Early Vietnam

A Mosaic of a Hundred Viet

The area of the Red River delta and the hills that line it from three sides is considered today to be the cradle of Vietnamese civilization, the sacred land from which today’s Vietnam traces its national heritage back for thousands of years. Viewed from above, it’s a beautiful sight to behold: emerging from the cragged reliefs of southern China, the Red River slowly winds its way through a rice-terraced delta, then past the capital of Hanoi before emptying into the Gulf of Tonkin. For thousands of years, the low-lying Red River basin has been home to diverse peoples arriving via the eastern coast and overland from the surrounding hills. Austro-asiatic peoples moving into mainland Southeast Asia by way of southern China are thought to have been among the first to arrive in this area during the Neolithic period (10,000–2,000 BCE). Similar migrations occurred to the west, where three other waterways parallel the Red River’s descent into Southeast Asia—the Irrawaddy crossing Burma into the Andaman Sea, the Chao Phraya flowing through Thailand to the Gulf of Thailand, and the Mekong that winds its way slowly from Tibet to Saigon.

Some of the earliest settled agricultural communities appeared in the Red River plains from around 3,000 BCE as climatic changes began drying parts of what had until then been a very swampy place. As it did, rice cultivation spread in from northern areas in the Yangzi valley. Over time, thanks to the development of dikes and canals, inhabitants began to control flooding and used irrigation for double-cropping. Such intensive, wet-rice agriculture supported larger populations, as did early maritime exchanges with Asia. Dominant families emerged, clans united into tribes, and more complex socio-political institutions evolved. The spread of metal- and bronze-casting technology allowed craftsmen to make agricultural tools, weapons, and a variety of art objects as cloth production flourished.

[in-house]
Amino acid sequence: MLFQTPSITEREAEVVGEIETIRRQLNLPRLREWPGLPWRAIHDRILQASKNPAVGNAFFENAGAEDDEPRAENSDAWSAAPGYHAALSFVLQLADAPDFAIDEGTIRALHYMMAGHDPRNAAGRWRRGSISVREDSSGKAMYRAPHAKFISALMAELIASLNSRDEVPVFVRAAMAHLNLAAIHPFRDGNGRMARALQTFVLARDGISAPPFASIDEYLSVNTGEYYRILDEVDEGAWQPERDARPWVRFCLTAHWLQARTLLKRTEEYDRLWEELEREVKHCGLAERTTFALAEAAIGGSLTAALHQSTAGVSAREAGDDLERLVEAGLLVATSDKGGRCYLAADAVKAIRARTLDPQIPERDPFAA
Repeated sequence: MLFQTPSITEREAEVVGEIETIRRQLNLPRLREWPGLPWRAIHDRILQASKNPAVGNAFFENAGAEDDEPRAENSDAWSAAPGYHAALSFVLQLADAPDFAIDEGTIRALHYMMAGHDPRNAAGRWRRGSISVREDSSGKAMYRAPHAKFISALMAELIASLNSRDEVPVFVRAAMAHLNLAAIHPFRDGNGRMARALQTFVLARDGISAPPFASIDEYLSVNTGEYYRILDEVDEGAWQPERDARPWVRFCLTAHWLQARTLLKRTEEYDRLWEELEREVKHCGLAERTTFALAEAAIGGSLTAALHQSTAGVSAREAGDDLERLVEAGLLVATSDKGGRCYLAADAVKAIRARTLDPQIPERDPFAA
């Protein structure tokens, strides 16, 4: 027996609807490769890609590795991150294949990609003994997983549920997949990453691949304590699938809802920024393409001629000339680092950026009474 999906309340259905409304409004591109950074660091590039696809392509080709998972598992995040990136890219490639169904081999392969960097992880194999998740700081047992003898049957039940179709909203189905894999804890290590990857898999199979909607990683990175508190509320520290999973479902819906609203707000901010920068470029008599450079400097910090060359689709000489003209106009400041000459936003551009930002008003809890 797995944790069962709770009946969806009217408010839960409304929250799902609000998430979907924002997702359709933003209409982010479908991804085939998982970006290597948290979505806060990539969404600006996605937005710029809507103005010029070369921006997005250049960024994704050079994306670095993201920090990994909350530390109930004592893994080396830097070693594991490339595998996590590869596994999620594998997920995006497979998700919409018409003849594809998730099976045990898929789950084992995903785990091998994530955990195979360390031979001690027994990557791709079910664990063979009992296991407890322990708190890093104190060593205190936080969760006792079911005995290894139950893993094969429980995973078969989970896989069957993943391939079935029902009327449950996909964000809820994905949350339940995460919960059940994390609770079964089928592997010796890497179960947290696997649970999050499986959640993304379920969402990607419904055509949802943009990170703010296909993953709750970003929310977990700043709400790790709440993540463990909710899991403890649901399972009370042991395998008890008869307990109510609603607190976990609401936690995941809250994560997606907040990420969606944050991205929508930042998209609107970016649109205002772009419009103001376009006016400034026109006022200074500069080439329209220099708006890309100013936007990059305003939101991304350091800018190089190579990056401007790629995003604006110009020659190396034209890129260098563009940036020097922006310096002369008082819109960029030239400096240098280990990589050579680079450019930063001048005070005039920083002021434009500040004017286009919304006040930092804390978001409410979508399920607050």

Peoples inhabiting this area participated in a wider civilization covering large swathes of present-day southern China and mainland Southeast Asia. Archeologists refer to it loosely as the Dong Son culture. Thanks to archeological excavations, radiocarbon dating, and historical linguistics, we know that this civilization thrived roughly between the sixth century BCE and the second century CE, extending from the Red River plains to today’s north-eastern Thailand and northward into southern China’s Yunnan province. Its bronze drums, which one can see on display in the National Museum in Hanoi today, were used for religious and political purposes. These drums, some of which boast pictures of elegant cranes, have come to symbolize Dong Son’s brilliance and, for many, the origins of Vietnamese national identity. While the Vietnamese village of Dong Son, where many of these artifacts have been unearthed, was an important production site in this prehistoric civilization, the fact that peoples living far beyond present-day northern Vietnam produced similar ones during the same era complicates such nationalist claims.

The Dong Son civilization was home to a vibrant collection of peoples and cultures, but it was not always a pacific region or a unified one. As one group eyed the riches of another, conflicts inevitably arose. Local metal and bronze production meant that weapons were available. Ambitious rulers organized warrior classes to expand their territories and control populations. Local polities rose and fell as small dynasties, tribes, and their strongmen clashed. Indeed, Dong Son drums were often made with war in mind. As far as we know no one ruler ever gained the military upper hand or projected the charismatic force needed to create a single ‘Dong Son federation’ extending from southern China to northern Vietnam. Some scholars have suggested that power was perhaps organized locally around a collection of charismatic military leaders or kings. A local balance of power tended to prevail. Central control would have thus remained diffuse and moved through a multi-centered array of small territories, ‘a patchwork of often overlapping mandalas, or “circles of kings”’, who, in turn, often relied upon a spirit world to legitimate their rule. New research, however, suggests that a powerful, centralized political authority emerged in the third century BCE in Co Loa near Hanoi. A complex of walls, moats, and ramparts supported a surprisingly important urban population for the time. The large amounts of labor needed to build and defend such a center also suggest that Co Loa achieved a high level of political, social, and economic organization that may have allowed it to dominate other Dong Son locations concentrated in the Red River valley.